Looking for the final answer in the dumbbell vs barbell bench press debate? In this article, I will be revealing the key differences between both of these lifts along with the pros and cons of each exercise.
The truth is there is no real winner in the dumbbell vs barbell bench press contest. Both exercises have unique pros and cons and which exercise you choose will vary from person to person. Additionally, it can be beneficial for many lifters to use both exercises rather than pick between one or the other.
Dumbbell vs Barbell Bench Press – Pros of each exercise
– Allows for more range of motion. A barbell can only go down to the chest, whereas a person using dumbbells can go even lower since the dumbbells can move around the rib cage. This causes an extra stretch in the muscle and can result in a higher quality of muscle contraction.
– Gentler on the shoulder. Since each shoulder can move independently of the other, you are able to press in a much more comfortable motion. You can rotate and move positions side to side, whereas on the bench the hands are stuck in a fixed position and are unable to move. As a result, the body is able to adopt a more comfortable movement pattern when performing the dumbbell bench press.
– Can be performed without a spotter. While when lifting heavy you always want a spotter, it is much safer to lift with dumbbells without a spotter. On the barbell bench press, even when attempting an easy weight, you never know when a muscle is going to cramp up or tear.
Freak accidents can happen even with light weight and can literally result in death for the solo lifter. Dumbbells can be easily dropped in the event of such an occurrence, whereas the barbell cannot. This is a major upside for dumbbells in the dumbbell vs barbell bench press debate.
– Can use more weight. By using more weight, you are able to place a greater load on the muscles. It is very easy to scale up on a barbell bench press to progress. When a lifter reaches a certain strength on the dumbbell bench press, awkwardness of holding a big dumbbell and getting it into position can seriously limit strength.
– Creates a greater systemic load than dumbbells. In other words, since you can load more weight onto the bar with a barbell bench press, you tax more muscles and more muscle fibers within those muscles. This results in a host of benefits such as an increase in natural testosterone production, more calories burnt, and possibly more muscle built.
These are just the differences in the benefits of the dumbbell vs barbell bench press. There are also cons to each particular movement:
Cons of Dumbbell Bench Press:
– Scalability. This is the only real negative to the dumbbell bench press, but it is a big one. As a lifter gets stronger, it becomes harder and harder to add more weight.
Larger dumbbells become unwieldy, and many lifters are already using 85 pound dumbbells within two years of regular training. It can be very hard to get into position using a 100+ pound set of dumbbells and you will generally need a spotter to help get in position. It is practically impossible to max out on dumbbells for this reason.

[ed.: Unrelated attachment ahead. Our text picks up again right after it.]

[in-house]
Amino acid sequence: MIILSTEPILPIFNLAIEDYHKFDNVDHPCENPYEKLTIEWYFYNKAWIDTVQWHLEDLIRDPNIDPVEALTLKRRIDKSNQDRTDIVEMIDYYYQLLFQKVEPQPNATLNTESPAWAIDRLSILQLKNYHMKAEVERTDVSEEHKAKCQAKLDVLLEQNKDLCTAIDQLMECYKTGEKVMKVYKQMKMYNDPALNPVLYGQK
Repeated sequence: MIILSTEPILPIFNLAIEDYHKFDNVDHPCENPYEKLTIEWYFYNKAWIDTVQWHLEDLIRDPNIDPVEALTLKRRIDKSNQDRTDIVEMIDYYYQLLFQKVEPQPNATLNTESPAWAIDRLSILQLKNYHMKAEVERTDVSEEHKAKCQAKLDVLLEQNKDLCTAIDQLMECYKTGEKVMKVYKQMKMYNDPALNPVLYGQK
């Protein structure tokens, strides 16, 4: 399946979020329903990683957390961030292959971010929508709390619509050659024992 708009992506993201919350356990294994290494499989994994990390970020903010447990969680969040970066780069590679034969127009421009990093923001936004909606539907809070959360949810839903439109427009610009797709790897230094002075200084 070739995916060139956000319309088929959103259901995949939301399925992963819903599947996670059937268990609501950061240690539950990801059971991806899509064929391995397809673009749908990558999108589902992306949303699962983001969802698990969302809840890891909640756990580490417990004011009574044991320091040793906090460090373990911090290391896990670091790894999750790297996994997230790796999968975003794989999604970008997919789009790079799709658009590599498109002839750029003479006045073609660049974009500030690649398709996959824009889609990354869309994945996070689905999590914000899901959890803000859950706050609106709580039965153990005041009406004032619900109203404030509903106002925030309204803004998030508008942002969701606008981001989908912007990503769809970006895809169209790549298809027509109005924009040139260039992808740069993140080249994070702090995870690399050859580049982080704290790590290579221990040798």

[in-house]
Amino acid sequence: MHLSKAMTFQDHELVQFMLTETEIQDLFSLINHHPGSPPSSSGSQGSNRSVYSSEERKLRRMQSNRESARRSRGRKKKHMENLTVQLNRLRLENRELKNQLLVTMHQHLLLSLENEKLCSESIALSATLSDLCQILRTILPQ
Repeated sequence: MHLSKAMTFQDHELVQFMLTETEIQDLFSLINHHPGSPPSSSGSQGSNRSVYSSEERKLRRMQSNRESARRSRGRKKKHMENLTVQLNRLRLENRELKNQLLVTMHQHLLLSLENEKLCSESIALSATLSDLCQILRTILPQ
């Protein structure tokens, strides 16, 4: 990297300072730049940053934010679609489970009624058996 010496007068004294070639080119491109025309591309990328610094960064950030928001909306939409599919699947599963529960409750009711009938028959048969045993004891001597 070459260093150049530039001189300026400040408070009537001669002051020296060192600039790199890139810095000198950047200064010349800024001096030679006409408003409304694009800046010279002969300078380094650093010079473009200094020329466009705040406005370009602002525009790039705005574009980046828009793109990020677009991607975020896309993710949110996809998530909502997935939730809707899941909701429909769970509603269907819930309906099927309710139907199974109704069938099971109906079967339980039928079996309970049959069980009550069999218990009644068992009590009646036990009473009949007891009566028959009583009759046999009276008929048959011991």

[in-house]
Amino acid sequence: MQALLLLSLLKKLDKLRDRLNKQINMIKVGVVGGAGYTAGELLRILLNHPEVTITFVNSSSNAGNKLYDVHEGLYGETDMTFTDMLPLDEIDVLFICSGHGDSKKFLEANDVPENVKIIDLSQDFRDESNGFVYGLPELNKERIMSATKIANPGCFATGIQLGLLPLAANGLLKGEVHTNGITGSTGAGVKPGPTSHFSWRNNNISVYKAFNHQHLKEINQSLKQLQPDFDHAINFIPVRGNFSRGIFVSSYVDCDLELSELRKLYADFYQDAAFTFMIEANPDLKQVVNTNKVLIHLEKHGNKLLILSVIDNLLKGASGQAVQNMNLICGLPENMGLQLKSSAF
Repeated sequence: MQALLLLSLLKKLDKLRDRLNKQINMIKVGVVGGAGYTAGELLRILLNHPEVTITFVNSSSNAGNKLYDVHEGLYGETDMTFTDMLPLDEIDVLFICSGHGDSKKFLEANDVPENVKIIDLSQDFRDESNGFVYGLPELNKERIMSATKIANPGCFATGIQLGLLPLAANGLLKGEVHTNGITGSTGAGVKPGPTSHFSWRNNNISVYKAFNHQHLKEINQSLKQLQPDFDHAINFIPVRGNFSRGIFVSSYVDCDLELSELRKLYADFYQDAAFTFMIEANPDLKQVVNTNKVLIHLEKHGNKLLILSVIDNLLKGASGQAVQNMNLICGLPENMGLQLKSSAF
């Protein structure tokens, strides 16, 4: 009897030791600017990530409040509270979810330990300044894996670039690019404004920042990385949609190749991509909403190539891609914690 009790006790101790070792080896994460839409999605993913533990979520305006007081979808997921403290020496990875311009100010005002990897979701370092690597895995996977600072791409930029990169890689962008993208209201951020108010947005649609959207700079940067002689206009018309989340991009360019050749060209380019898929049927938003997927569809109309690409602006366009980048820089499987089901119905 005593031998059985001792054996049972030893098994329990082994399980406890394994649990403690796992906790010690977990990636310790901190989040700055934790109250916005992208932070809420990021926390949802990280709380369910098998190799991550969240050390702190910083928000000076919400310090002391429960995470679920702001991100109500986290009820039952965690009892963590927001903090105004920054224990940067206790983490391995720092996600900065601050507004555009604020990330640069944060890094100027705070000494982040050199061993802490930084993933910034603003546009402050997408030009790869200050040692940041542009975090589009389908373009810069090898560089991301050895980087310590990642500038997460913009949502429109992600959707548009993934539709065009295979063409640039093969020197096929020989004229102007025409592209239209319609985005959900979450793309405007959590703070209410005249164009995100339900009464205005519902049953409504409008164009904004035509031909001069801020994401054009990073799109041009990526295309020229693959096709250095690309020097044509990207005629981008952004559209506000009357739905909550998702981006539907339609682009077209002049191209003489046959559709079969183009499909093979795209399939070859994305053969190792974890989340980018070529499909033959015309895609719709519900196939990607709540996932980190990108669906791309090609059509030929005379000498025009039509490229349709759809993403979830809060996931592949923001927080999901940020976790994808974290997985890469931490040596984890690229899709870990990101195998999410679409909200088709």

Additionally, once the dumbbells get physically large enough as you move up in weight, the extra range of motion provided by dumbbells is lost, as the size of the dumbbell gets in the way of the movement.
Finally, many gyms do not carry dumbbells over 100 pounds, so with dedicated training you might find yourself without heavy enough weights to lift.
Barbell Bench Press Cons
There are two major cons of the barbell bench press:
– Muscle bearing the load. If the goal is bodybuilding rather than raw strength, the barbell bench press may not be appropriate. Many lifters find that they do not feel a good contraction in the chest when lifting but rather feel their shoulders fatigue first.
This lifter will not get major pec growth from the barbell bench press and is likely to be better off by sticking to dumbbells. This is one of the major things to consider when choosing between the dumbbell vs barbell bench press.
– Places a lot of load on the shoulders. For many lifters, bench pressing is an uncomfortable experience. These lifters are likely to have a lot less pain when benching simply by switching over to dumbbells. The greater freedom of movement offered by dumbbells allows the lifter to take the most comfortable path when bench pressing.
At the end of the day, there is no real winner in the dumbbell vs barbell bench press debate. The barbell bench press is great for lifting with max loads, but places more stress on the shoulder.
The dumbbell bench press can yield a better mind-muscle connection, is gentler on the shoulder. Unfortunately, dumbbells get unwieldy at larger weights and are harder if not impossible to max out on.
If you are still undecided in the dumbbell vs barbell bench press debate, try starting your pressing or chest workouts by working up to a heavy set on the barbell bench press and then moving over to the dumbbell bench press for some higher volume sets (more reps, less weight).